Some question doctor's drug ethics

Sept. 25, 2012 at 11:15 PM
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BOSTON, Sept. 25 (UPI) -- Some U.S. health ethicists are calling into question a Boston doctor's offer to include patients infected by hepatitis C by a hospital worker in a drug trial.

Prosecutors allege a former hospital technician, 33-year-old David Kwiatkowski, stole syringes of the anesthetic fentanyl from the cardiac catheterization lab, injected himself, and then returned the tainted needles, which were reused on patients.

Some 30 patients in New Hampshire were infected with hepatitis C, which over time could attack the liver and can ultimately lead to death, but some treatments are available.

In the past, hepatitis C was treated by giving weekly injections with interferon, which cures fewer than half of patients with the most common form of the virus and can produce flu-like side effects.

But last year, the U.S. government approved two new drugs, Vertex Pharmaceuticals' telaprevir and Merck & Co.'s boceprevir, which taken in combination with interferon increased cure rates to roughly 80 percent and 65 percent, respectively.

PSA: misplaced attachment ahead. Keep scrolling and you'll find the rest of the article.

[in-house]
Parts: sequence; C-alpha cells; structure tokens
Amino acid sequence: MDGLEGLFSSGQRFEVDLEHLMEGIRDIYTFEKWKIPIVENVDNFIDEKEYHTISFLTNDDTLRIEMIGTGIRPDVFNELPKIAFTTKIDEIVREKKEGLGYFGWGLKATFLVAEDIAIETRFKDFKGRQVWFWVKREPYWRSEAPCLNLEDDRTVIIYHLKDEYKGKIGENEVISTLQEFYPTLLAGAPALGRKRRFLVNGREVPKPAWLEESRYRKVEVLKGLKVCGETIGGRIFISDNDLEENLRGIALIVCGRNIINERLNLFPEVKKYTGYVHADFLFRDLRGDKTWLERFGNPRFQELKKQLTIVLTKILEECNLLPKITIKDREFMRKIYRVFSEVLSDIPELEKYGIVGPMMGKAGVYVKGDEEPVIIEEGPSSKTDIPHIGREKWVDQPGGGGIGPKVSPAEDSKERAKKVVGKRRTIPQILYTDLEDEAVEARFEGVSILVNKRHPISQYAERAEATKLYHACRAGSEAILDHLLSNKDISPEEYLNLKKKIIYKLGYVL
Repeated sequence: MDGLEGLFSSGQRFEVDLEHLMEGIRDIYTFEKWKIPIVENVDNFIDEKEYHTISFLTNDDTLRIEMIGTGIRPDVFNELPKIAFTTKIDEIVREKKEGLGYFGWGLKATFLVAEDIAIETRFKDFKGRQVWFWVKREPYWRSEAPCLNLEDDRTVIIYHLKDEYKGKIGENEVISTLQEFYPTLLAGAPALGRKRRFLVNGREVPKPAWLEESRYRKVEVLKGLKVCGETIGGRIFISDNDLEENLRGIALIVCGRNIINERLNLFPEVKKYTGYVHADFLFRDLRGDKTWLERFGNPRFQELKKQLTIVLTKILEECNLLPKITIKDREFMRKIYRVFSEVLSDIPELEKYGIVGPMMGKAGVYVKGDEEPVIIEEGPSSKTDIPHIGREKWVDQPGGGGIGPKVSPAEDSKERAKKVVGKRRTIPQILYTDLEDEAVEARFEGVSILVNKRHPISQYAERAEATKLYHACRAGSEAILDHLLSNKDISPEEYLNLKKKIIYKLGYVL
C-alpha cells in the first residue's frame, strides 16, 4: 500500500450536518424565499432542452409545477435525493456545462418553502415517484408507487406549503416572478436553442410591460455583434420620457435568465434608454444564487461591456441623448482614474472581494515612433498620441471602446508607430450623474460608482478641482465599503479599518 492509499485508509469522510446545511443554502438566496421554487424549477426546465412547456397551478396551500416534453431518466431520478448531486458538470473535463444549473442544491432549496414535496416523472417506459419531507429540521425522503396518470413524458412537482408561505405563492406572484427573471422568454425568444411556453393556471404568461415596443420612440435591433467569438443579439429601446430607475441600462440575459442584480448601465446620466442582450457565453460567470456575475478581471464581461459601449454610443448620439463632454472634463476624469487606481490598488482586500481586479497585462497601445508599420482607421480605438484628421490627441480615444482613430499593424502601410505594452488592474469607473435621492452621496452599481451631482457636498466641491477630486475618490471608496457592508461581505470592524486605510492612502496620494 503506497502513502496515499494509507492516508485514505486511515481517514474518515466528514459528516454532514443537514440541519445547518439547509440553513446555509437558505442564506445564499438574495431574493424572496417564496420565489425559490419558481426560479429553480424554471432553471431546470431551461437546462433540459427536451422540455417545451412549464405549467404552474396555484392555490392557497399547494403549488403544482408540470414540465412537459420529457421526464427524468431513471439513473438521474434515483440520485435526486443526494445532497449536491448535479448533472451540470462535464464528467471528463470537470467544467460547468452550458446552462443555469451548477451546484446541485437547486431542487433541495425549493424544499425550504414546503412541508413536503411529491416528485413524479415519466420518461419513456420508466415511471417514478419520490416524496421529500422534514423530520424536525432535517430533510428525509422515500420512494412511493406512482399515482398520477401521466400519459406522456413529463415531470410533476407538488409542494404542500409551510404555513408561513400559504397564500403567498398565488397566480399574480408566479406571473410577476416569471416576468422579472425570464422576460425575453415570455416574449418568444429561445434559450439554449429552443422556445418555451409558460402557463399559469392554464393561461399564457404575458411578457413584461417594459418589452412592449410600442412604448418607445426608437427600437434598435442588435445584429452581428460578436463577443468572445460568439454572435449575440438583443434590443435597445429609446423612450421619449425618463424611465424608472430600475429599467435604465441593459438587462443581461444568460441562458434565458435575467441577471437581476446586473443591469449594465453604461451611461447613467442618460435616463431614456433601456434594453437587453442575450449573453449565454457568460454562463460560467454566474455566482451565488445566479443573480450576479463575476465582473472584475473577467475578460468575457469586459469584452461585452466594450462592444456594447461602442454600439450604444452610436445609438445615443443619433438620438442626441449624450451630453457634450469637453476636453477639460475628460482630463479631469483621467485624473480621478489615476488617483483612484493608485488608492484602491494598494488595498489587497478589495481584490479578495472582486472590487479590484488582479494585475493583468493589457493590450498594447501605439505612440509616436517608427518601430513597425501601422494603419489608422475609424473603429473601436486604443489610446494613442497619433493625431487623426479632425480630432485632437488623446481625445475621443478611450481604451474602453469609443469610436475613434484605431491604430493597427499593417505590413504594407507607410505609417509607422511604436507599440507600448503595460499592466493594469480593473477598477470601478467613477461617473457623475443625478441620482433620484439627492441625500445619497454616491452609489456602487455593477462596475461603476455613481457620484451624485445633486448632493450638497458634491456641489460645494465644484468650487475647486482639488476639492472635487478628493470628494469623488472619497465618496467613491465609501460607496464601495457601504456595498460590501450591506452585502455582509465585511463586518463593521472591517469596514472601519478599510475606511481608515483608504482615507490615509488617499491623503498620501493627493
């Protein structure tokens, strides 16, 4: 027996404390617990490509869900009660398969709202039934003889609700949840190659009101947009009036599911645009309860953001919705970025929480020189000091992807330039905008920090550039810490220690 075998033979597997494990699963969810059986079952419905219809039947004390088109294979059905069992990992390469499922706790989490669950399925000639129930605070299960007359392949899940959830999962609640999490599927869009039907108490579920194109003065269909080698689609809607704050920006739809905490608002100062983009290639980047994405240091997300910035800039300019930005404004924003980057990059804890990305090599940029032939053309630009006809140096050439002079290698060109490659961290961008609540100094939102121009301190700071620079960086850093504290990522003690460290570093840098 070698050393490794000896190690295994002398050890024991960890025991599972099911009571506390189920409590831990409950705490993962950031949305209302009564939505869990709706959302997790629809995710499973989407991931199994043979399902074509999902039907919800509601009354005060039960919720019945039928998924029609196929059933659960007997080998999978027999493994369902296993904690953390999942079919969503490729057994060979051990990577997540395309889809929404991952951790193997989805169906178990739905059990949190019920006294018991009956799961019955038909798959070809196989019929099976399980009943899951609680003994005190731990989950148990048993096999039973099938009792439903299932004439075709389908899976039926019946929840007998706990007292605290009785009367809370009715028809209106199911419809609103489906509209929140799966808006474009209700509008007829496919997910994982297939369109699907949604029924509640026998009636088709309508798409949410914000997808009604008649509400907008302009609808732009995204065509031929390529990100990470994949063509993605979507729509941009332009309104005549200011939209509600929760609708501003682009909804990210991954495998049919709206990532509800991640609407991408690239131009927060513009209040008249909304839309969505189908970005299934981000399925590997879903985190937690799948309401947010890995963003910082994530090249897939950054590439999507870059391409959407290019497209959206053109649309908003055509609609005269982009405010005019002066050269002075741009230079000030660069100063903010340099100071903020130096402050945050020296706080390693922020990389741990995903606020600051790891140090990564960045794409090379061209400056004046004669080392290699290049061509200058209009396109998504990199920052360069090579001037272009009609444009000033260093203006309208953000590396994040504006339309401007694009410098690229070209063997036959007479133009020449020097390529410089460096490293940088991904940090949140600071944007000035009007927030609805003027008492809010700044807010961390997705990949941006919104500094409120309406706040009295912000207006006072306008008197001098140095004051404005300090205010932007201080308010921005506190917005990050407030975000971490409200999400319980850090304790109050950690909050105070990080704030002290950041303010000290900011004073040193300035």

Dr. Raymond T. Chung of Harvard Medical School and Massachusetts General Hospital, who is involved in a hepatitis C drug trial, spoke before about two-thirds of the patients infected in New Hampshire at a "Hepatitis C Patient Information Night" organized by an attorney to learn about new treatments and the possibility of a medical malpractice lawsuit, The Boston Globe reported.

Chung said his promise of the drugs and his desire to make them available to patients who could benefit most conformed to ethical standards for clinical trials.

However, five ethicists and researchers reviewed Chung's comments at the Globe's request and said they appeared to violate ethical standards requiring researchers to convey a balanced message about the drug trial's risks, benefits and side effects.

"It's inappropriate, and I would argue unethical, to approach people about a research study that hasn't been approved and to say the potential benefits outweigh the risks," Dr. Michael Grodin, a bioethicist at Boston University's public health school, told the Globe.

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